Cloud computing is computing in which large groups of remote servers are networked to allow centralised data storage and online access to computer services or resources.
The McKinsey Global Institute, in its influential study on disruptive technologies, estimates that by 2025 over 90 per cent of US businesses and public institutions will be hosting critical applications in the cloud. Recent surveys have found only 54 per cent are utilising this service. There is still a growth opportunity here, not only in the US, but globally as well.
The cloud has been around since the 1950s when businesses could rent time on mainframes. However, the concept really took off after the dot-com bubble burst in the early 2000s with the widespread availability of high-capacity networks and low-cost computers, together with the widespread adoption of virtualisation and service-oriented architecture.
But who plays in this space? The usual suspects of course: IBM, Cisco, Amazon, Google, Microsoft, Salesforce.com and VMware.
One of the main barriers to total adoption of the cloud is really network capacity given the related upgrade costs and the speed of implementation. That brings us to Santa Clara (California) based Arista Networks.
Arista Networks delivers software driven cloud networking solutions for large data centre and high-performance computing environments. There are more than two million cloud networking ports being deployed worldwide. Arista is addressing this market with a portfolio of 1/10/40 and 100GbE products that redefine network architectures, provide scalability to networking and dramatically change the price/performance of data centre networks.
Industry commentators are consistently referring to Arista’s product line as “best of breed”.
Arista specialises in the data centres where internet traffic from websites and mobile apps is managed. Its main competitor is Cisco Systems, which has a 70 per cent market share in “legacy” network switches and software.
Arista (and many analysts) believes these older installations are inefficient and won’t be able to carry the increased traffic load of data. Global internet traffic has increased fivefold over the last five years and is predicted to increase at least another three times to 2020.
Arista’s Extensible Operating System (EOS) is programmable and modular, and is built on standard Linux, which allows customers to develop their own software applications as well as integrate with off-the-shelf Linux-based applications, a substantial departure from the closed-system approach of legacy networking equipment from providers such as Cisco. This is the reason you want to own Arista.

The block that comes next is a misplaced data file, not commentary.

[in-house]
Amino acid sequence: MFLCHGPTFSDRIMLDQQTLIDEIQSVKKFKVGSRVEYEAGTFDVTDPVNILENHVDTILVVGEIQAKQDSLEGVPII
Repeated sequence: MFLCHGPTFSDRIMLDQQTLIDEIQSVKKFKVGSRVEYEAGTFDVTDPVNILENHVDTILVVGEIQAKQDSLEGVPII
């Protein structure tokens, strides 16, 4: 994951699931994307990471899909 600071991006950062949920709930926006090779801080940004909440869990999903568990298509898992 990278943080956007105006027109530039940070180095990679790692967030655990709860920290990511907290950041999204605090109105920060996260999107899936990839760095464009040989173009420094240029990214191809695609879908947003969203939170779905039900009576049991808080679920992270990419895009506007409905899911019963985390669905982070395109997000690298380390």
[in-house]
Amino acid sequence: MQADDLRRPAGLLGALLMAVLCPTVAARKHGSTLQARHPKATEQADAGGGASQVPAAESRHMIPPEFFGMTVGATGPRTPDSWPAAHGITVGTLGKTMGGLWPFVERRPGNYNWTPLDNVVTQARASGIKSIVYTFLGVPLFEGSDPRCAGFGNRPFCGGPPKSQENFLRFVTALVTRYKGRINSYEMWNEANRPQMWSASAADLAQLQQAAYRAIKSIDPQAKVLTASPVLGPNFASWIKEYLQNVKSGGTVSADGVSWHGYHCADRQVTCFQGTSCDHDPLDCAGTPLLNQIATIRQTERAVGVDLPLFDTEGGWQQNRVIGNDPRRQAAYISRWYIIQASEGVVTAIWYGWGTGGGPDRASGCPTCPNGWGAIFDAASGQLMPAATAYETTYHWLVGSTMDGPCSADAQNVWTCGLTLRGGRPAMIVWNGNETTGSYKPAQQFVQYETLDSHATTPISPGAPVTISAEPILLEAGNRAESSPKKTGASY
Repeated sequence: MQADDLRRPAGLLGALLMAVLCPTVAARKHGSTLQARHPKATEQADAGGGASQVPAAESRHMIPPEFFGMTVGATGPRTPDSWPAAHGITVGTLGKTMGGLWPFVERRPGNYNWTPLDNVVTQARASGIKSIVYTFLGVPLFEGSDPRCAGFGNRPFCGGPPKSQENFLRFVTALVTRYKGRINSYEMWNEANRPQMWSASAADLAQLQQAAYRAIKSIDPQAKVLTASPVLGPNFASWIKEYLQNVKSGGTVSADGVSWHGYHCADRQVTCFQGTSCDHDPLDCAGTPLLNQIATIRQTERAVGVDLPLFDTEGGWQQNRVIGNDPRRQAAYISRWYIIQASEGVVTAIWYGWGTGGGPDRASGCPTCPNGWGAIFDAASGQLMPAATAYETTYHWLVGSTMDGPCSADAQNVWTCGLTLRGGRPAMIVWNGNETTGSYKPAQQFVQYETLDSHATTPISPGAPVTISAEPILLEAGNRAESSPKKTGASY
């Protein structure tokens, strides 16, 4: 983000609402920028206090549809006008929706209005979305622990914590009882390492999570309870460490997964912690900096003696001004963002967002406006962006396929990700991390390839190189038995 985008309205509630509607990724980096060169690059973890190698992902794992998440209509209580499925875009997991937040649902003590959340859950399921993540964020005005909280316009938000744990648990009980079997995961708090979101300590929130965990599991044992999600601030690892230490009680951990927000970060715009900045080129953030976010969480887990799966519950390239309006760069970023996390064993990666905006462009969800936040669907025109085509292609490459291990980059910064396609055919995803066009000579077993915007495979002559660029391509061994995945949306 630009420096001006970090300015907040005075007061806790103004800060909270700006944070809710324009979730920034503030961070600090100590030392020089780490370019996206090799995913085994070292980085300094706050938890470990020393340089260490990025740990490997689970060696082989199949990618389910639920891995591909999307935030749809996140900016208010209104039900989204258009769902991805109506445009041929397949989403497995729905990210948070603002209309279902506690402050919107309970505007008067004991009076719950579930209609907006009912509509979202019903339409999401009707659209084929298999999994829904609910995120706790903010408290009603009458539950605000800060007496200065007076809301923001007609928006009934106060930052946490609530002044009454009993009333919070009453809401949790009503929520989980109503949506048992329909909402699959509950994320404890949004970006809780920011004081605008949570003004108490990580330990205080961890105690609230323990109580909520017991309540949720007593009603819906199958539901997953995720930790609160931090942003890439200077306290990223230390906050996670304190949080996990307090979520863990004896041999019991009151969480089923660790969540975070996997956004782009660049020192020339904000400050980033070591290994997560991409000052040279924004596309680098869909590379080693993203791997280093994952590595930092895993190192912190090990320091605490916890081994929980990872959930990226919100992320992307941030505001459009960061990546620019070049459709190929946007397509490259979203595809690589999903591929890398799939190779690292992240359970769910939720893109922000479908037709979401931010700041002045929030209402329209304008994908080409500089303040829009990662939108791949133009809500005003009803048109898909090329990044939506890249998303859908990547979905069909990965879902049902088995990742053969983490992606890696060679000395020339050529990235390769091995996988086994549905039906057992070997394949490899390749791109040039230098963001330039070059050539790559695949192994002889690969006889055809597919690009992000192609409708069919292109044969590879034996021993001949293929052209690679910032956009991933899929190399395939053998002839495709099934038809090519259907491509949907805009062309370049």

In their latest earnings report (only the third as a public company) on February 19, 2014, Arista reported a strong fourth quarter, with revenue of $US173.5 million up 11.6 per cent compared to the previous quarter and 51.2 per cent compared to the same time last year, beating consensus of $US166m and previous guidance of $US160-165m.
Earnings per share (EPS) of $US0.53 topped the street’s estimate of $US0.38, and nearly doubled the $US0.27 from Q4'13, Gross margin of 67.4 per cent was well above consensus of 64 per cent.
First-quarter guidance was also solid with revenue of $US164-172m above the market’s estimate for $US162m, with a gross margin of 63-66 per cent versus forecasts for 64 per cent.
These were great results and the stock traded up over 6 per cent. However, investing in disrupters is never easy because there is a “fly in the ointment” here – a recent lawsuit (in December) involving 14 patents with its main competitor Cisco.
Lawsuit risks are unquantifiable. Analysts can estimate potential damages but they are no more than educated guesses based on similar cases. Arista obviously does not believe they have infringed on Cisco’s patents or intellectual property and the company has pointed out that the Arista EOS operating software was developed from scratch from a blank sheet. It is worth noting that the heart of ANET's differentiation from Cisco is in its Linux-based programming which is radically different to the Cisco programming.
It is also worth noting that Cisco claims that Arista is using technology invented when its founders, leaders, and employees worked at Cisco. Former Cisco employees include Arista’s famous billionaire co-founder and Chairman Andy Bechtolsheim, who co-founded Sun Microsystems and later earned billions by angel investing in Google. Then there’s Arista’s chief executive, Jayshree Ullal, who prior to Arista was a 15-year Cisco alum. She led Cisco’s core switching and networking division.